Interestingly, plaintiff's counsel thought we had inadvertently run out of strikes before striking the motorcyclist or simply made a grave error in judgement by keeping the motorcyclist, and he expressed that to us at the conclusion of jury selection.
By now it should be obvious that the end of the story is that the jury found in favor of the defendant - $0 damages (the demand was $28 million). As we spoke to the jurors after the verdict, we were extremely curious what the motorcyclist had to say. As it turned out, he was fully in support of the defendant, and very critical of the plaintiff. Why? Because the plaintiff was "being irresponsible" and caused his own injury by "not paying attention."
It's a great risk to rely on a single, seemingly important variable when attempting to predict a juror's propensities at trial. Sometimes that single variable defines the person, other times it's an insignificant component of a person's overall experience. As in the case of the motorcyclist juror, the "second layer" of information was much more important in determining his verdict propensities than the simple fact that he was a "motorcyclist." So next time you think you know what a juror will think based on one aspect of that person, think again.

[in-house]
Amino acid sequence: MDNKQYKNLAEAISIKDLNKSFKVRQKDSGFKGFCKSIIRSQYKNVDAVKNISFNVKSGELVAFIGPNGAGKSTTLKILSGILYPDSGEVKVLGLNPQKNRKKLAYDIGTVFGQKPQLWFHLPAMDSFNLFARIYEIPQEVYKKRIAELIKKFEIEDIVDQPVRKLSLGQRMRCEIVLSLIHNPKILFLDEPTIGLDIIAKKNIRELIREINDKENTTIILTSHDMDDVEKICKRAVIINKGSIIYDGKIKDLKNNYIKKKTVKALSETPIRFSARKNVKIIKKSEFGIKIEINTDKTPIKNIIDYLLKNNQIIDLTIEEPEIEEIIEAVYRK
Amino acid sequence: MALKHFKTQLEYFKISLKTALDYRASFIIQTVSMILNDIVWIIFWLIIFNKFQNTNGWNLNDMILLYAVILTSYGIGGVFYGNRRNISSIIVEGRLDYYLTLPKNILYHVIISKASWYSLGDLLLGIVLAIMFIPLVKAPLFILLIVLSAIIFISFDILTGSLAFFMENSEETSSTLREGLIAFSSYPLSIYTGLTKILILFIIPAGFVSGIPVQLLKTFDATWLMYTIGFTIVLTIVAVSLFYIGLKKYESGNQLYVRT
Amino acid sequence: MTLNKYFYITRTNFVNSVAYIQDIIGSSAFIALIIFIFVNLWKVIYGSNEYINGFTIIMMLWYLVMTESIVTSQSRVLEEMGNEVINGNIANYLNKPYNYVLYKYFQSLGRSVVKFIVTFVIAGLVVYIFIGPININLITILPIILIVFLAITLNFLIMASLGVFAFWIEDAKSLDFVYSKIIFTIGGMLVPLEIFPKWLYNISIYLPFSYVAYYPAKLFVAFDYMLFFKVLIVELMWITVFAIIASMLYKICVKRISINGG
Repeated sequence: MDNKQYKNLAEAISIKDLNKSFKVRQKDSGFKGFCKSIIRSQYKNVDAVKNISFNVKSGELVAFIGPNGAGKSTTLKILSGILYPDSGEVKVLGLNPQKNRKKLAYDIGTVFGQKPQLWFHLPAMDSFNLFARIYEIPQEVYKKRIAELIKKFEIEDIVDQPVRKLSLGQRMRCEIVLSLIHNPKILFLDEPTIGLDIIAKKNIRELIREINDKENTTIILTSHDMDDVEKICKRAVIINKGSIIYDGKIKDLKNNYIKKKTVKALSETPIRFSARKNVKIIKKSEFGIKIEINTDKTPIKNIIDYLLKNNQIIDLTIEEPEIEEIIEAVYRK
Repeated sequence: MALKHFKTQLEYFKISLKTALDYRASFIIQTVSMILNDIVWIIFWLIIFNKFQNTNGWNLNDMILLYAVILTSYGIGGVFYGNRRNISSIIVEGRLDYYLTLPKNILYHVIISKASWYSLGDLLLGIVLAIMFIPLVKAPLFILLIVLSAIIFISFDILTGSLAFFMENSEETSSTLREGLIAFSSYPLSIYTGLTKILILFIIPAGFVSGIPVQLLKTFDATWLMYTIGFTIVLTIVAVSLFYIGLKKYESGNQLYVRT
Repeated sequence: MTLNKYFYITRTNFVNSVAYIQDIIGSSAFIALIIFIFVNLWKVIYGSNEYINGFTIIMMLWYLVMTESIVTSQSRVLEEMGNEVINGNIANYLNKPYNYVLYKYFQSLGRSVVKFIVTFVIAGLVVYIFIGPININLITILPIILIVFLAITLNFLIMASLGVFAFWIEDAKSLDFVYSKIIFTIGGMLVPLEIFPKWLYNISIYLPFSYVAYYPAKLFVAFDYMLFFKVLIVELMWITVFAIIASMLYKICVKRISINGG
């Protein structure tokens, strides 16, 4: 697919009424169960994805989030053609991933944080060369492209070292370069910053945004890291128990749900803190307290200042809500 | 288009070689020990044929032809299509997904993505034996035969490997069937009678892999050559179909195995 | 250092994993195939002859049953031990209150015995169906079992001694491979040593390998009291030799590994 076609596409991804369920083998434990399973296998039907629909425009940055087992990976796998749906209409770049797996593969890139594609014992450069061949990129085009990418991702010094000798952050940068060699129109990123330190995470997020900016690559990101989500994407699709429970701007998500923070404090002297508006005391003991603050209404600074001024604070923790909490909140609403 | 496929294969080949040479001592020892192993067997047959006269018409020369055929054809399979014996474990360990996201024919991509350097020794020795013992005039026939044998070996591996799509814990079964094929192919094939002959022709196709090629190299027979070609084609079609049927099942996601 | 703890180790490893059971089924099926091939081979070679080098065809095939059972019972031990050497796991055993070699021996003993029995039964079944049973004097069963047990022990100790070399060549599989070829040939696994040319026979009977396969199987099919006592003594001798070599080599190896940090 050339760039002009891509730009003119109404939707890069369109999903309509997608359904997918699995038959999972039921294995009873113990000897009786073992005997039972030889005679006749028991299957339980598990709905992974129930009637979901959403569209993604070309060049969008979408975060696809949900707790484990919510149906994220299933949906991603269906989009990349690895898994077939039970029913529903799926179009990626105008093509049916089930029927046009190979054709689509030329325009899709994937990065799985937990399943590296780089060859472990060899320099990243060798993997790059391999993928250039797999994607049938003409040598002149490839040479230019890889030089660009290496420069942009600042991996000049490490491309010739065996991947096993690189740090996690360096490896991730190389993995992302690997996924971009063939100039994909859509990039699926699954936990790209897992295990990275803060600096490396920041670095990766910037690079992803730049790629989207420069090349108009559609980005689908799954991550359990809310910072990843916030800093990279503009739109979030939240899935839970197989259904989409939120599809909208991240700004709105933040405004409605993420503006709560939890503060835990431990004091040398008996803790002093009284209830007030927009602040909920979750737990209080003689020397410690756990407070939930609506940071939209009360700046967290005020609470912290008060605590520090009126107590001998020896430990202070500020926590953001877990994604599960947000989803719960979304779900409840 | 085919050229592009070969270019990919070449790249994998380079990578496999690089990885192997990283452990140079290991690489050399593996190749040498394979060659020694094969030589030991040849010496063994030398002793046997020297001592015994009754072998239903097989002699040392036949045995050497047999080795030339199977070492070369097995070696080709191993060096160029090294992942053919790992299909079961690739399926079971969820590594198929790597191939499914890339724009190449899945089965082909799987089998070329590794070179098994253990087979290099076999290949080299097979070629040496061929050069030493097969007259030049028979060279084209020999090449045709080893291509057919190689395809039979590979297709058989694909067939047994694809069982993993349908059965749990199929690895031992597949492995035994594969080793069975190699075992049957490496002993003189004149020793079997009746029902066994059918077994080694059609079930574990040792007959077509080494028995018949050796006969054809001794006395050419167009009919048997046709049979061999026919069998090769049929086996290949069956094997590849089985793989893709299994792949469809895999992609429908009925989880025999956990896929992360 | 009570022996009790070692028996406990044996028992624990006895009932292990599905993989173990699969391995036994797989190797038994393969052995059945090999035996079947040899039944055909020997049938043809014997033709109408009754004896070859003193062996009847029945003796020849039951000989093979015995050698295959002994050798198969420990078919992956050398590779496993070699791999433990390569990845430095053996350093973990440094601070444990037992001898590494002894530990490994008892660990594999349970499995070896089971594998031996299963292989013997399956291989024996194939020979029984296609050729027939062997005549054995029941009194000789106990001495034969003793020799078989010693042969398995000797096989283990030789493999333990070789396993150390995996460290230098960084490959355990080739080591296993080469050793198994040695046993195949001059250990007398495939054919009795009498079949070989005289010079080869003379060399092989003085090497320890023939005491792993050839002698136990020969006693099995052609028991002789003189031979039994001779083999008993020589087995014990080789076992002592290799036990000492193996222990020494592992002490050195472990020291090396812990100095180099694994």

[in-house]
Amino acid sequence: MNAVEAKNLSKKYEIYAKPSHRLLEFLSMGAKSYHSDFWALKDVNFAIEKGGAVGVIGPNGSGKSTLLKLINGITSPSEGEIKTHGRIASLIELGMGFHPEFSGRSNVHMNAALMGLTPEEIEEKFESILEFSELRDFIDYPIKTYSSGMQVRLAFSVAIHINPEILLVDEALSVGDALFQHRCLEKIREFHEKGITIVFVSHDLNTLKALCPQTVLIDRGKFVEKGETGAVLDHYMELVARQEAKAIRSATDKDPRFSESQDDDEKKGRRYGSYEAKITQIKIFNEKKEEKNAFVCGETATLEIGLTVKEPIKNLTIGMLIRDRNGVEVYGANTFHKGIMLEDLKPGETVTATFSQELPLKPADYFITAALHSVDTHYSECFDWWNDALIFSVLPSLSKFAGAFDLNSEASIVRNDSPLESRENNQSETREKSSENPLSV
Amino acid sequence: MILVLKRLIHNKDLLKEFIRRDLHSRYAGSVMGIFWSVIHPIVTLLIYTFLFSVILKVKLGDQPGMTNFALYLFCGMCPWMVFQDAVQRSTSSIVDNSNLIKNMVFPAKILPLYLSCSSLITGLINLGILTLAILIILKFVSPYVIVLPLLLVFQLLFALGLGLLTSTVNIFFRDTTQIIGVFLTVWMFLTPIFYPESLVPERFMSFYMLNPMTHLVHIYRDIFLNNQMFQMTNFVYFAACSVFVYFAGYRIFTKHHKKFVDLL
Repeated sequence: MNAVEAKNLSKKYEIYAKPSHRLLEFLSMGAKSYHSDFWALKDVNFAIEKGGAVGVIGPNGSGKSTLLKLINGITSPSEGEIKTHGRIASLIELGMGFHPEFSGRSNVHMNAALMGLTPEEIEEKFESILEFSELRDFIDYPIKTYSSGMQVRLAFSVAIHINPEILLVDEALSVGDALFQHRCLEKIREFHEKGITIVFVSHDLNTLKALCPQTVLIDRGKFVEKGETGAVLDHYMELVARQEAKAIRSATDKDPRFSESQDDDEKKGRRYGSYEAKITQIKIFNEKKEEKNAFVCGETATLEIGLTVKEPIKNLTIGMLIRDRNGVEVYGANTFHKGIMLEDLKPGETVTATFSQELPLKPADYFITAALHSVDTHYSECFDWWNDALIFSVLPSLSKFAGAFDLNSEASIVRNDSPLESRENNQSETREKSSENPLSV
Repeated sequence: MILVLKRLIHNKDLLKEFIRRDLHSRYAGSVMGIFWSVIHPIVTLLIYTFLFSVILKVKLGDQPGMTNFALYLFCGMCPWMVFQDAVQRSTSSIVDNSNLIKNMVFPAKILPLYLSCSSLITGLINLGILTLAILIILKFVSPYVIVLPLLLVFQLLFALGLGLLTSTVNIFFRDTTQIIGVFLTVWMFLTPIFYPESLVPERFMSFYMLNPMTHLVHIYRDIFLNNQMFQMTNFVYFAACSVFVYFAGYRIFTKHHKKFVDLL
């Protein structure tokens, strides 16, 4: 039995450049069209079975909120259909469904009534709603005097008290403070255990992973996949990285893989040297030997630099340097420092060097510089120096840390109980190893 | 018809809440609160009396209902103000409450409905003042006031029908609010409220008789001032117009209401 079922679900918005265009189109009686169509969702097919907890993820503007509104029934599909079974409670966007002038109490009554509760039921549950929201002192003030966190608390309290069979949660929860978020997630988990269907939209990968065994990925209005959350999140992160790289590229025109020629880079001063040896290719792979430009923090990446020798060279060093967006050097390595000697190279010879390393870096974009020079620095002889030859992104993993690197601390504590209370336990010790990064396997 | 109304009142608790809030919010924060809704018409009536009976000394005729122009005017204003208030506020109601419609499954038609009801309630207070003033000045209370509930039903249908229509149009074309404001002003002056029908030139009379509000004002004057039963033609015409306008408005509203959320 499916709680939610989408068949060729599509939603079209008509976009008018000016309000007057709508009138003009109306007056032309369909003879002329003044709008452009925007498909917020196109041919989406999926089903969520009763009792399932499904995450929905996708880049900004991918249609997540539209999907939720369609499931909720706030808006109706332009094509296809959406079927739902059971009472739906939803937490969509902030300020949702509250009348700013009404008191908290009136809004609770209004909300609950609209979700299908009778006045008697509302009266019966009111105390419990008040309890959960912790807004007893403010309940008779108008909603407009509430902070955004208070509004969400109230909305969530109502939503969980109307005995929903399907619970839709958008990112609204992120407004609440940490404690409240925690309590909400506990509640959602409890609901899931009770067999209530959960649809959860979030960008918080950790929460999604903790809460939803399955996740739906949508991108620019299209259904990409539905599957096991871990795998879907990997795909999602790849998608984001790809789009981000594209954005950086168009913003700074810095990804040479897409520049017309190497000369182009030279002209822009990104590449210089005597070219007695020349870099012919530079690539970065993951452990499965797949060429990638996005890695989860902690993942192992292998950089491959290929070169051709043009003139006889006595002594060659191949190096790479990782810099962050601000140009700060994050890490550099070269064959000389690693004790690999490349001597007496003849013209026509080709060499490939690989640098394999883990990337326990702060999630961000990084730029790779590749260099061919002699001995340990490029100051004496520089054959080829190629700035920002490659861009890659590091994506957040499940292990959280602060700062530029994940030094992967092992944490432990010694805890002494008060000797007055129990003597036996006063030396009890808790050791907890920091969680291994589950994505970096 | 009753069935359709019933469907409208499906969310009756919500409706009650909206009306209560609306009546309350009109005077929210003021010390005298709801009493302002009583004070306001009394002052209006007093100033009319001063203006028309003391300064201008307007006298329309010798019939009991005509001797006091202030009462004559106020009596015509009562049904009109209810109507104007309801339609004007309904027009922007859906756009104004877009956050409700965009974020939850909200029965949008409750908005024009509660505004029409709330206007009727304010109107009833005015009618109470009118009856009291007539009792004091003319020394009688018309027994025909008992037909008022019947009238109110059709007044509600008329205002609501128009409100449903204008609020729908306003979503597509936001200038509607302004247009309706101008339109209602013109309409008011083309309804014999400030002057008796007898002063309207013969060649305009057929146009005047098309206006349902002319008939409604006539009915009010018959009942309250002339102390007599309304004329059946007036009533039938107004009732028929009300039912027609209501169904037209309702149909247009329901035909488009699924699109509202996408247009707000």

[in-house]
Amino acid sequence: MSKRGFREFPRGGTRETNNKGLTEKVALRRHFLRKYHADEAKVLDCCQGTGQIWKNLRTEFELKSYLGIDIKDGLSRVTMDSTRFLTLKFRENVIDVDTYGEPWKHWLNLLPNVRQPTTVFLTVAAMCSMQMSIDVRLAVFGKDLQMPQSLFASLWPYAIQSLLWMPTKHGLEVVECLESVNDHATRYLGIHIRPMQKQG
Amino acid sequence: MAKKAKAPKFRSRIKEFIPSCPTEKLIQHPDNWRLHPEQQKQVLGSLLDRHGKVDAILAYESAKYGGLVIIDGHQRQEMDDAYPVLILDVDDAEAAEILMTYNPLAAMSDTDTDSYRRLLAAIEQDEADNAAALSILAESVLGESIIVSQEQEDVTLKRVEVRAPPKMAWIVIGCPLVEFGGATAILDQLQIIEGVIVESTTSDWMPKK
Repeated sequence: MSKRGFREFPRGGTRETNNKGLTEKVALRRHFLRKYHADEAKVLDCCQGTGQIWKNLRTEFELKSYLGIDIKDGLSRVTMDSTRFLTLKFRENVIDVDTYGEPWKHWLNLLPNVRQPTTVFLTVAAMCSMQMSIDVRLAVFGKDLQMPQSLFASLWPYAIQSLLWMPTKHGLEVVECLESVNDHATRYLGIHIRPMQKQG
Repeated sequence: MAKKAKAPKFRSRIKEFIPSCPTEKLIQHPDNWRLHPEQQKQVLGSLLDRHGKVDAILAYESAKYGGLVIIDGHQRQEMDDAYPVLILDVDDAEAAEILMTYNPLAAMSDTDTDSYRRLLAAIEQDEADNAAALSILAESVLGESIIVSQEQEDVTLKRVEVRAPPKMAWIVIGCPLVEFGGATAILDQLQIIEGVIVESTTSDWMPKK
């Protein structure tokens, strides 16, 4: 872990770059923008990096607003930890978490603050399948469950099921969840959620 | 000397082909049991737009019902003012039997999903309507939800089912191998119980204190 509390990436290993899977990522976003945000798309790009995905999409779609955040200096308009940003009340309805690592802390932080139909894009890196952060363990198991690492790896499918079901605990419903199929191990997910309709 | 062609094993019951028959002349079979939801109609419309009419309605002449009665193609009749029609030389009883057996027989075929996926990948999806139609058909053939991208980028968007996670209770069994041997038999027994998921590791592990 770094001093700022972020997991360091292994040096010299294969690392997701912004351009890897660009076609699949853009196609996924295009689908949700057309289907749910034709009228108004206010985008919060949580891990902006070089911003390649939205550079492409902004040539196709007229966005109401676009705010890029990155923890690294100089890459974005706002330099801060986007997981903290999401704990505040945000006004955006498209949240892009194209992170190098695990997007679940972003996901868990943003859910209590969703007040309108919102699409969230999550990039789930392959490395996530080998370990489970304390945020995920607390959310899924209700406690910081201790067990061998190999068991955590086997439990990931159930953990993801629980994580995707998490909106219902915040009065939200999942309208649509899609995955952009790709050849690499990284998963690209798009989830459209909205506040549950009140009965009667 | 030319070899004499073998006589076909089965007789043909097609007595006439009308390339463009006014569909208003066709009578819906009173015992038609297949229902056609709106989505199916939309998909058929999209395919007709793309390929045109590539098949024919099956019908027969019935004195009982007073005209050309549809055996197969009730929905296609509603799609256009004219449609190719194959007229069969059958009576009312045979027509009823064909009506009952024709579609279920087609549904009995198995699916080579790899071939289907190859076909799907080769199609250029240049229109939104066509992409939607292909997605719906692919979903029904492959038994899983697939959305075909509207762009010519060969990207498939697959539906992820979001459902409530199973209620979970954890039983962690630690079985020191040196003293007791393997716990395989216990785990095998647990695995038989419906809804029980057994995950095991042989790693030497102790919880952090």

"I was that fortunate lawyer that was working with Jeff Dougherty on this tough, tough case. If someone had told me before this case started that I would leave a motorcycle rider on a jury with a plaintiff motorcycle rider paralyzed in a wreak involving my clients product I would have had a good laugh.
But Jeff walked me through it so I could follow point to point how and WHY it made sense to leave the motorcycle rider on the jury. The great jury consultants know the rules as only they can determine when it is time to break those rules. Dougherty is one of those great jury consultants." - Steve Holden, Holden Litigation Dallas, Texas.
For more advice on how to improve jury selection, check out these posts:
Jeff Dougherty, M.S.
President - Litigation IQ